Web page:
Extraction is similar to Territories from Halo 3, there are capture targets around the map and more appear during the match. You capture a target by placing an extraction bot on it and guarding it for 30 seconds, the first team to secure five extractions wins. Regicide is a Slayer variant in which the leading player has a bounty on their head, this is represented by a literal marker on their head and also by the fact that you get extra points for killing him. Regicide is the only free-for-all gametype in matchmaking at launch.
Halo 4 has an experience based ranking system, there has been discussion about adding a skill based ranking in alongside it, but this isn't in the game at present. Ranking up is pleasingly brisk, in fact, I was at Rank 5 before even going into matchmaking thanks to completing a couple of Challenges in Campaign before trying my hand at War Games. The speedy ranking means you're always very close to your next set of toys to play with, this also means you're always compelled to have one more game – this is in stark contrast to Reach where it very quickly hits a point where you're needing to play dozens of games or more to rank up and the pay-off when you do so is negligible.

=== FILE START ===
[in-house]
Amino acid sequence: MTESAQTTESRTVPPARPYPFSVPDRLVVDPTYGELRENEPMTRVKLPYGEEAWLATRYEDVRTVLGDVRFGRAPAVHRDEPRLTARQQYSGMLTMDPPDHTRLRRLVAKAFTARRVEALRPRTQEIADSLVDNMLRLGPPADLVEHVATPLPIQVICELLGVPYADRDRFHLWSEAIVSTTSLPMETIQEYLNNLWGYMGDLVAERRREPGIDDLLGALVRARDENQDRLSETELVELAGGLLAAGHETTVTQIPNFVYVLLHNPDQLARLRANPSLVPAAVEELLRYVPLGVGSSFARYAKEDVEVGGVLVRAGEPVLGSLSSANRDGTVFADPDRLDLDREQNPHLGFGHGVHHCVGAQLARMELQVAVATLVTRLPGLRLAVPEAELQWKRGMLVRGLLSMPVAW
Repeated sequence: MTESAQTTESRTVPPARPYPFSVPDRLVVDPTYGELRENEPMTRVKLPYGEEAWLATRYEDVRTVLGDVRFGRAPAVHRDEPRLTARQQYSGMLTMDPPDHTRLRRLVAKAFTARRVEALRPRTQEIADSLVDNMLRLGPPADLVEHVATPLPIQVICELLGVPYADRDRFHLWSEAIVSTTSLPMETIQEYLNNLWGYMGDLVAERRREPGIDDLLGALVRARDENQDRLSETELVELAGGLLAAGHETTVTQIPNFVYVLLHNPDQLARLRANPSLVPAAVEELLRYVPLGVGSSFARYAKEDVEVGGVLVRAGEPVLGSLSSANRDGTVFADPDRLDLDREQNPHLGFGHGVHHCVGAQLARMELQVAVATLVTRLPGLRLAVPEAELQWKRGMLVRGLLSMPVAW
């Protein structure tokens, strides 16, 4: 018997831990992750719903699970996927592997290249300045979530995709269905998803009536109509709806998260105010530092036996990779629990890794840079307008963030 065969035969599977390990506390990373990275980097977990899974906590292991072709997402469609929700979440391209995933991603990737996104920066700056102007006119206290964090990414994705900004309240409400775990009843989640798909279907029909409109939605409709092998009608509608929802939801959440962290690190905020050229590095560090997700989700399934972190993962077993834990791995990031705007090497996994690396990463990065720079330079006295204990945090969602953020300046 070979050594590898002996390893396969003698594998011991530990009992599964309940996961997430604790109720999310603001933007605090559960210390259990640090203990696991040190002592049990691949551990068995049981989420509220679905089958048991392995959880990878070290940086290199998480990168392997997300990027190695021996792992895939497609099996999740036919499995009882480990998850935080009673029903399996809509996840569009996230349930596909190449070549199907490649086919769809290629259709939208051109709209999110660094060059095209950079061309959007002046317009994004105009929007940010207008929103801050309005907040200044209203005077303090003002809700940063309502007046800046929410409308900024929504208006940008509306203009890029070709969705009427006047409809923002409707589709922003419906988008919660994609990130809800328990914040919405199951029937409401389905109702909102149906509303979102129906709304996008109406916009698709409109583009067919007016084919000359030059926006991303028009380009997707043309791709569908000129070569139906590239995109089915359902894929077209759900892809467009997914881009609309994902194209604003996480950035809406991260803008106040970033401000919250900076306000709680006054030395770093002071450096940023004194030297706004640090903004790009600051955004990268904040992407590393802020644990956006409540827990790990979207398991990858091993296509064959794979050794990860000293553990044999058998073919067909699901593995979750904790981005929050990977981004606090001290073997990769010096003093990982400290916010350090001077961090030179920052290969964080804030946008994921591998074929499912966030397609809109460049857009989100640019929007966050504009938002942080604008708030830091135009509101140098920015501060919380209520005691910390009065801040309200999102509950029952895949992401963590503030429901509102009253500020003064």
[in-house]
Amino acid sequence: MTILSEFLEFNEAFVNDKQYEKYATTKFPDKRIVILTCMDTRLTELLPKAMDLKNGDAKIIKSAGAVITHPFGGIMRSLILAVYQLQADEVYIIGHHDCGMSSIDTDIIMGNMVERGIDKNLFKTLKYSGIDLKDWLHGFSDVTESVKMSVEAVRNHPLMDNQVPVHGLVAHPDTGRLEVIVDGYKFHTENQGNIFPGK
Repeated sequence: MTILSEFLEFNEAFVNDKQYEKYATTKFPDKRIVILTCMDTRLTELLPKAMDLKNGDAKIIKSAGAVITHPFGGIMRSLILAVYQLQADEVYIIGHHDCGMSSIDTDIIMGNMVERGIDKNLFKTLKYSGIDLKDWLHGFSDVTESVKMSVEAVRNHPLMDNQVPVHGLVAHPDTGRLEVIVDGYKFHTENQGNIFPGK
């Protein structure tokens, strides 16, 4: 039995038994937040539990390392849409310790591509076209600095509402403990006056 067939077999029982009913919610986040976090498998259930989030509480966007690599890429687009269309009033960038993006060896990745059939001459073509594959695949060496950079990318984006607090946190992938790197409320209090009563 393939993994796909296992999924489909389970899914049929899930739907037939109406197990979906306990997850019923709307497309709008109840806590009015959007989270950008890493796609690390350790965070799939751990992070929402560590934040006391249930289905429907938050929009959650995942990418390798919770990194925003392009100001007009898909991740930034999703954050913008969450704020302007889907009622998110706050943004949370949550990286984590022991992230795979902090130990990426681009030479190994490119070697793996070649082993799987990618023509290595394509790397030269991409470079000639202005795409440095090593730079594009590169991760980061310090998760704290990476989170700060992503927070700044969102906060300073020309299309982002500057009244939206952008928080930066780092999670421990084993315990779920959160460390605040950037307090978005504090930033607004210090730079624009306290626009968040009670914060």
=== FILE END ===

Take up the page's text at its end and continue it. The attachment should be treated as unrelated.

Many features have seen improvements since Reach. Challenges are now split into daily, weekly & monthly and they're split over Campaign, Spartan Ops, War Games and Waypoint. The payouts are substantial and can really help speed along your rank progress. File share has improved now offering 25 slots or 1GB (whichever comes first), I wasn't able to try out the content sharing or searching, but I am assured it is much improved since Reach.
Halo 4 is a fantastic game, there are some concessions along the way, but as a package, as a complete game, this is better than I'd ever imagined 343i could deliver. It feels as though 343i have done the impossible, they've created a Halo game that not only rivals Bungie's games, but in some ways, many ways, exceeds them. Halo 4 is a testament to the hard work and efforts of everyone at 343industries. This is just their first step, imagine what they'll deliver once they hit a full sprint.
- Cowboy Out.